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Reviews of Educational Material  |   January 1998
Anesthesia Drug Manual 
Author Notes
  • Department of Anesthesiology and Critical Care Medicine, The Johns Hopkins University, Baltimore, Maryland.
Article Information
Reviews of Educational Material
Reviews of Educational Material   |   January 1998
Anesthesia Drug Manual 
Anesthesiology 1 1998, Vol.88, 285. doi:
Anesthesiology 1 1998, Vol.88, 285. doi:
James C. Eisenach, M.D., Editor.
Anesthesia Drug Manual. Edited by Paul F. White. Philadelphia, W.B. Saunders, 1996. Pages: 378. Price:$35.00.
This manual is an honorable and courageous attempt by these authors to produce a comprehensive, user-friendly outline of commonly and not so commonly used pharmacologic agents. This treatise is directed at anesthesia health care providers, both in practice and in training and critical care and pain management specialists. Intensive care unit nurses might find many portions of this text useful.
The drugs are grouped according to the pharmacologic classification system used by the Physicians Desk Reference and the United States Pharmacopeia. Within each specific drug group, the drugs are listed alphabetically according to their generic names. The authors classify each drug into 1 of 34 chapters from “Adrenergic Agonists and Antagonists” to “Vitamins and Nutritional Supplements.” Each drug is examined according to the following parameters: indications, pharmacokinetics, pharmacodynamics, dosages/concentrations, contraindications, and drug interactions/allergy. The editor also includes an additional section on “Immunizing Agents.”
In the “Indications” sections, we find an effort by each author to briefly describe the clinical situations in which a particular drug is most likely to be used. This is generally done in 10 words or less, and for the majority of drugs this suffices. However, several notable exceptions exist, and for the novice anesthesiologist or nurse anesthetist some of these indications could be misunderstood and thought to be the only indications where the particular agent might be used. As written, this section is primarily useful to those already familiar with the proper use of each pharmacologic agent. Lacking are a few lines on appropriate alternate therapies, if for example, the reader's first choice is contraindicated in a particular patient.
The “Pharmacokinetics” section will not prove as useful to many readers because this section assumes that all readers are familiar and comfortable with terms such as; Cmax, Vd, clearance, protein binding, and T 1/2, alpha, beta and gamma. There appears to be no set format to this section as the presented information varies between and within chapters, from molecular weights to oil and water solubilities and pKa for some agents (calcium channel blockers). Additionally, descriptions of many of the drugs lack any words on metabolism, active metabolic byproducts, or routes of elimination.
The “Pharmacodynamics” section was most informative, well outlined, and easy to read and understand. This section uses a systems approach and covers the side effects and systems interactions of each described agent. The outline format allows the reader to identify key words necessary to the understanding of the proper uses of each drug.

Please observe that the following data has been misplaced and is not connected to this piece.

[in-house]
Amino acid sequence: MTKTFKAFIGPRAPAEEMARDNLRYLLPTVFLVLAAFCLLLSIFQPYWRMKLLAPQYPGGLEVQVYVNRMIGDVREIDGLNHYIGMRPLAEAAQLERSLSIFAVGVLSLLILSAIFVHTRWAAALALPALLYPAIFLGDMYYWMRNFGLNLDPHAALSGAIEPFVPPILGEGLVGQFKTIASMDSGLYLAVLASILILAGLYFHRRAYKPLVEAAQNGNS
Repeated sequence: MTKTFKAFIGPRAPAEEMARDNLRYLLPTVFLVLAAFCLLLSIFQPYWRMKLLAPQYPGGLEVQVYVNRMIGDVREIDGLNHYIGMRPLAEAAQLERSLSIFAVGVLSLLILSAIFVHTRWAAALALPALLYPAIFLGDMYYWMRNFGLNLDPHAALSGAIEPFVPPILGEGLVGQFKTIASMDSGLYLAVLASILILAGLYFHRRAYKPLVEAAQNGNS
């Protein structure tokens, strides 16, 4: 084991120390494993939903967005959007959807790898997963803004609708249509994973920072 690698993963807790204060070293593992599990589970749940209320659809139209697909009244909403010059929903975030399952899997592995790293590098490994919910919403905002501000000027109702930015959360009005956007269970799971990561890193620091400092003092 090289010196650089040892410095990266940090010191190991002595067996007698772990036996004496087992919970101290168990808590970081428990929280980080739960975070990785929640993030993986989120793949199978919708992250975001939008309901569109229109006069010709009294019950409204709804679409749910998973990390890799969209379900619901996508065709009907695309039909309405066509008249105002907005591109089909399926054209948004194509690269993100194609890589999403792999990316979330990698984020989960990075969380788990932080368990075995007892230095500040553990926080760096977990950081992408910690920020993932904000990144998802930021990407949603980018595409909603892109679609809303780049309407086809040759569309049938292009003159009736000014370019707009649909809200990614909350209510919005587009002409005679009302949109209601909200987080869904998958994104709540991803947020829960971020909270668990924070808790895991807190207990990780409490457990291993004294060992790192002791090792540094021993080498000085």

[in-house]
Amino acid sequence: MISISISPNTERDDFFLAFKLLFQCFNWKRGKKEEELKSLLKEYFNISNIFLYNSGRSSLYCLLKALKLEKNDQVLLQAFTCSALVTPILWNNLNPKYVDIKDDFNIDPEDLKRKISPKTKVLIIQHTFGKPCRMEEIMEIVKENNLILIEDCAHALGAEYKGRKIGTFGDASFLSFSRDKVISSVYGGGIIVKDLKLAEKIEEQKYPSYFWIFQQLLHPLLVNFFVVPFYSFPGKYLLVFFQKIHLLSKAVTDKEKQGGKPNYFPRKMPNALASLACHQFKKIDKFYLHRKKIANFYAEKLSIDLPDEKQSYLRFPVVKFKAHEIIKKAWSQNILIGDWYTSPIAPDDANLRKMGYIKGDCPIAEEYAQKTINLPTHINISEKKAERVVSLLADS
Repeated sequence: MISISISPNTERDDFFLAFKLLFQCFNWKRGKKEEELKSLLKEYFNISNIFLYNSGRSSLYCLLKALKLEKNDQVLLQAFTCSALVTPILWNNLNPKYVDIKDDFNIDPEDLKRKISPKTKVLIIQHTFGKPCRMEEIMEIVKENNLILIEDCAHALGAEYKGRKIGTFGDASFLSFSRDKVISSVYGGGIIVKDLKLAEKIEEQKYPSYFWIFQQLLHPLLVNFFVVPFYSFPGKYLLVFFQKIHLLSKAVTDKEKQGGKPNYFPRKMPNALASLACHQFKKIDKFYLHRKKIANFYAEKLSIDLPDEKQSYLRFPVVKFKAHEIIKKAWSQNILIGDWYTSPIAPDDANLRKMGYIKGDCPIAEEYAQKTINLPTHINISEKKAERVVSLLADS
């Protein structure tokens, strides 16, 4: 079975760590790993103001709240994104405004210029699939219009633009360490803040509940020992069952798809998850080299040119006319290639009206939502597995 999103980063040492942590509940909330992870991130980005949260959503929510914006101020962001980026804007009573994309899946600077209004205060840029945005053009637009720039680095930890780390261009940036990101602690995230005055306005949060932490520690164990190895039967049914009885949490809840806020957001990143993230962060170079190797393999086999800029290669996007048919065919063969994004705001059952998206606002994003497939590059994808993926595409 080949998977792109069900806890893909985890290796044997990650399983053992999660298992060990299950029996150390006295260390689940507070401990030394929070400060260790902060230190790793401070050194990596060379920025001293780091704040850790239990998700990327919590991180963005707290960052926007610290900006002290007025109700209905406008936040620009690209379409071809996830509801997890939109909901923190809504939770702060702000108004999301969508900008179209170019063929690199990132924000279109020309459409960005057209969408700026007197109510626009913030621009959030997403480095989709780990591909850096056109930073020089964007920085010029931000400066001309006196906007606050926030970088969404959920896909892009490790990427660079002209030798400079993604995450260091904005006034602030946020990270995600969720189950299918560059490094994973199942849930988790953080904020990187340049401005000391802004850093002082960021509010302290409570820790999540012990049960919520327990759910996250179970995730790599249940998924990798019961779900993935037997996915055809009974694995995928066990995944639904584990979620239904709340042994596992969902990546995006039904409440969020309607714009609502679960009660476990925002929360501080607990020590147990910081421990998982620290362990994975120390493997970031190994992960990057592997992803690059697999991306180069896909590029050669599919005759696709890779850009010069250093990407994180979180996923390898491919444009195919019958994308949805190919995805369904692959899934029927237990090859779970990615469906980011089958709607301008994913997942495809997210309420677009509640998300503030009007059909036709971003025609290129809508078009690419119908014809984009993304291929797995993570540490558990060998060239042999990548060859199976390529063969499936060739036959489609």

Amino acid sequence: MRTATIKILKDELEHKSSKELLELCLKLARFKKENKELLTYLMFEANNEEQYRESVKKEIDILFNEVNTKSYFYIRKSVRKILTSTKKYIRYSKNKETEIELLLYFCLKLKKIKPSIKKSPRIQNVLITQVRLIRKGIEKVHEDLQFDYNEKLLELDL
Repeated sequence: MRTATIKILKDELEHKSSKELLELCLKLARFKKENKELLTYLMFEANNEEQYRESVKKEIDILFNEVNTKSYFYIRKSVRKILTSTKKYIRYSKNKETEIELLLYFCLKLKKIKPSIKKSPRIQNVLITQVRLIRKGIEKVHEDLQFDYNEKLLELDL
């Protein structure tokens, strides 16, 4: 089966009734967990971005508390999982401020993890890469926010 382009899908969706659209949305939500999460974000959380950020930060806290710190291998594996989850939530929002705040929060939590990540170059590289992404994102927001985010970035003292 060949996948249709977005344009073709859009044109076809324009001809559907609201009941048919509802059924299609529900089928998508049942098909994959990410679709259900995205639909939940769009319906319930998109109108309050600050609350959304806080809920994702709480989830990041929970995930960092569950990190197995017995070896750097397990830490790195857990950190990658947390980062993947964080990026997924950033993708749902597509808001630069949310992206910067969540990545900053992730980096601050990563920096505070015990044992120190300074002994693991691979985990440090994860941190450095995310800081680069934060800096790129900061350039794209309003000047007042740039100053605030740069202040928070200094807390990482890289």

The “Dosage/Concentrations” section offered information on the concentrations of the drugs available but does not always inform the reader as to how these agents are supplied, and many inconsistencies are evident in this section. The most obvious occurred with those drugs described in more than one section (scopolamine and cimetidine). Although the authors made some attempt to include pediatric dosages, there are many sections where these dosages are omitted when considering drugs well known in the pediatric arena. Additionally, many doses were not described in the routine, pediatric mg/kg format. A few pediatric doses were incorrect; phenobarbital and dilantin being among the most obvious examples. Finally, the most obvious of dosage errors occurred where the authors neglected to mention the minimum pediatric dose for atropine.
The sections on “Contraindications” and “Drug Interactions/Allergy” elegantly display the author's goal of offering a manual that would assist in the evaluation of patients on the day of surgery. This is perhaps the most useful section (along with the Indications section). This section outlines possible contraindications or adverse reactions that a particular drug could provoke in pointed and easily readable terms.
Finally, the section on “Immunizing Agents” could have been augmented by using the authors' previous format of “Dosage/Concentrations,”“Contraindications,” and “Drug Interactions/Allergy.” As written, it adds little to the text.
The sections on antimicrobial agents, antineoplastics, bronchodilators and antiasthmatics, hormones, and psychotropic drugs are put together well and worth a read, especially as a quick, fairly comprehensive guide to patients admitted for same day surgery.
The editor skillfully identified many well-respected authors for each chapter. In addition, the outline of the text was fairly easy to digest. The laminated paperback format and price make this text portable, durable, and affordable. Although an excellent idea, this treatment falls somewhat short of the mark of its stated goals and projected target audiences. Expectedly, such a large task produced several inconsistencies. Overall, there is not enough practical information presented in a fashion that will allow most readers to find this a valuable addition to their libraries. It will prove useful to the seasoned health care provider as a pocket reference for drugs not commonly encountered in our daily practices.
Dolores B. Njoku, M.D.
Jackie L. Martin, Jr., M.D.
Department of Anesthesiology and Critical Care Medicine; The Johns Hopkins University; Baltimore, Maryland